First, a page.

I was diagnosed with Multiple Myeloma, an incurable blood cancer in 2008. Like anyone diagnosed with cancer, it changes your life. This was intensified 6 months later when my husband was diagnosed with a genetic form of cancer, and passed way within 8 months...

At the age of 47, I was faced with being a widow raising three children, going back to work full time, dealing with having cancer, and the fact that his cancer was hereditary.

My new job required me to sit at a desk in an office for 8 hours a day. Something I was not used to because my prior part job facilitating events, including one of the largest 5K races in NJ, was very physical. To release the feeling of a caged animal, I would run up the stairs in my office building every day at lunch. It was a great stress reliever, not to mention fantastic exercise for this runner who started competing at the age of 7. I first learned of stair climbing when my late husband had an office job. He would run up the stairs at lunch during his short-lived office job in NYC. He later became a commercial diver, salvaging all over the world.

The Multiple Myeloma Research Foundation (MMRF) heard about my stair climbing and invited me to participate in the prestigious Empire State Building Run Up (ESBRU) to raise awareness for the MMRF. Not only did I immerse myself in my training, but I dedicated my time to raising funds for the MMRF. In the past 8 years, over 1.8 million dollars was raised for the MMRF by participants in the ESBRU.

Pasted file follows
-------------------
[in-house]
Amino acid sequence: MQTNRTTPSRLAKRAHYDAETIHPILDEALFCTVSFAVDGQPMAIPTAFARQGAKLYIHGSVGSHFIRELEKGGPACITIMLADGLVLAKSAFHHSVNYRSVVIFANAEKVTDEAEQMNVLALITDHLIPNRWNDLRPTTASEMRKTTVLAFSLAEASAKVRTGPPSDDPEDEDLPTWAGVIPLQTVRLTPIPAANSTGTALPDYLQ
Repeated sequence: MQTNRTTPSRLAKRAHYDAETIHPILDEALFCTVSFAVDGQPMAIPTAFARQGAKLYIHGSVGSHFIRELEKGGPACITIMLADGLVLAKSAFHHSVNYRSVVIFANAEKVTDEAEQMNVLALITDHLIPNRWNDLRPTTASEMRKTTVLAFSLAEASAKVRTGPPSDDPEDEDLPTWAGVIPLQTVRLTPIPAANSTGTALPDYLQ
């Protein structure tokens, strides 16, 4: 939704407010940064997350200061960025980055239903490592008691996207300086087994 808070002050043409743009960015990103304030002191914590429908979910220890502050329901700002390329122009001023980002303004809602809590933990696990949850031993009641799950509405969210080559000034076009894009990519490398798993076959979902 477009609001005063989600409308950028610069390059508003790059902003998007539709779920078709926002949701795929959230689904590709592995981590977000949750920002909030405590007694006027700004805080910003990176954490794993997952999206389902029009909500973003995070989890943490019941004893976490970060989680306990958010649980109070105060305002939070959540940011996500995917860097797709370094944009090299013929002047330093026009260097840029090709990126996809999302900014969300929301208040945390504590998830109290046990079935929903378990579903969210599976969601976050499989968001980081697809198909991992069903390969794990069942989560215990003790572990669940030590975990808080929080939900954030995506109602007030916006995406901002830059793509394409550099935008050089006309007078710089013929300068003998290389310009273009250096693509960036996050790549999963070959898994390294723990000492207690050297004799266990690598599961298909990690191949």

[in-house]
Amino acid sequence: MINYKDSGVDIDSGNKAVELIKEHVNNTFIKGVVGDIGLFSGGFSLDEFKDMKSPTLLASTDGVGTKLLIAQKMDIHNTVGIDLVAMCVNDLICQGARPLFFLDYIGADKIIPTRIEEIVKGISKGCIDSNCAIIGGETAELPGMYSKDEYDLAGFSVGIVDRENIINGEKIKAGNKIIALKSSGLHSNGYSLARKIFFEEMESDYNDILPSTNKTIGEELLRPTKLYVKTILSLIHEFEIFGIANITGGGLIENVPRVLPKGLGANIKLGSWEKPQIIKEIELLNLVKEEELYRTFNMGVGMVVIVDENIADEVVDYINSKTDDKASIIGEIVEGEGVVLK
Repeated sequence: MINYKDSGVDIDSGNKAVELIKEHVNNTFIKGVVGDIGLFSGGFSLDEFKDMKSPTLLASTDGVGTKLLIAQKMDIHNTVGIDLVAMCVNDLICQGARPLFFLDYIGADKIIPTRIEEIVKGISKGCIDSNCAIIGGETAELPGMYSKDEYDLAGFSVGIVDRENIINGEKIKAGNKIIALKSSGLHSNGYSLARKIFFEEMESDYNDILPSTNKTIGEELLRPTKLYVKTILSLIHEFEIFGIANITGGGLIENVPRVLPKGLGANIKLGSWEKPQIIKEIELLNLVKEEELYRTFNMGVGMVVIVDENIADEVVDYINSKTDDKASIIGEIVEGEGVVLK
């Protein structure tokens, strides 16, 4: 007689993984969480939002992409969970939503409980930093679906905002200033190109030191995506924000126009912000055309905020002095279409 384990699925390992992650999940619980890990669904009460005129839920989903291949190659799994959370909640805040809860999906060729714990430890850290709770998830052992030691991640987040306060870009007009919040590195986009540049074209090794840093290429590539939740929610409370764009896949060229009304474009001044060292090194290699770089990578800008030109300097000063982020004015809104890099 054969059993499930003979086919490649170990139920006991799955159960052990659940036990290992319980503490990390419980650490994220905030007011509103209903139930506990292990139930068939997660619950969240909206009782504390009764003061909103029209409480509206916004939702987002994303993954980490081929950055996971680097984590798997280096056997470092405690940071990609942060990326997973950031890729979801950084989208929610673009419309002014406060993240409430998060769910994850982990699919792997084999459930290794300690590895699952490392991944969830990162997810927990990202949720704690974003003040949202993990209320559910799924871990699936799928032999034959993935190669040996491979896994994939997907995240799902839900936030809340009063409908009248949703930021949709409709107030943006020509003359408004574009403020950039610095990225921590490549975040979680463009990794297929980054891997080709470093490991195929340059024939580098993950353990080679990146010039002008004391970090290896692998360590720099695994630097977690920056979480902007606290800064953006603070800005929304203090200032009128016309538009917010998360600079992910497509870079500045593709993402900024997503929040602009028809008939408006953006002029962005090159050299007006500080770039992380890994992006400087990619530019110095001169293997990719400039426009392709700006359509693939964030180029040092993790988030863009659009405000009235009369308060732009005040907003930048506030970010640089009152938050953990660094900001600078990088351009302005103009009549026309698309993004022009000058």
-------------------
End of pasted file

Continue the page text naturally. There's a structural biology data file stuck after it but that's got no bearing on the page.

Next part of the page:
Within 5 years of competitive stair climbing, I became ranked 20th overall in the world and 5th overall in the nation by the World Tower Running Association.

In 2016, I started treatment for Multiple Myeloma and underwent an autologous stem cell transplant in 2017. What brought me to stair climbing tried to take it away. I vowed I would return stronger! Four months after my transplant, I ran a 5 mile race and then competed in a stair climb.

I’m back to competing in stair climbs all over the world, as well as other races for the MMRF, including a 200 mile relay, a 12 hour relay, and a 5K chaired by my oncologist, Dr Edward Staptmauer of the University of Penn Hospital.

I enjoy encouraging others going through adversity. I have appeared on numerous talk shows and radio interviews all while training, working full time, and supporting my 3 children, who are now successful young adults.

Currently, I show no signs of Multiple Myeloma but continue to take chemotherapy as maintenance therapy. I find inspiration in obstacles.  I don't always enjoy them, but I love to overcome them!

©2020 Sally Kalksma Greater New York Area, United States.

sjkalksma@gmail.com
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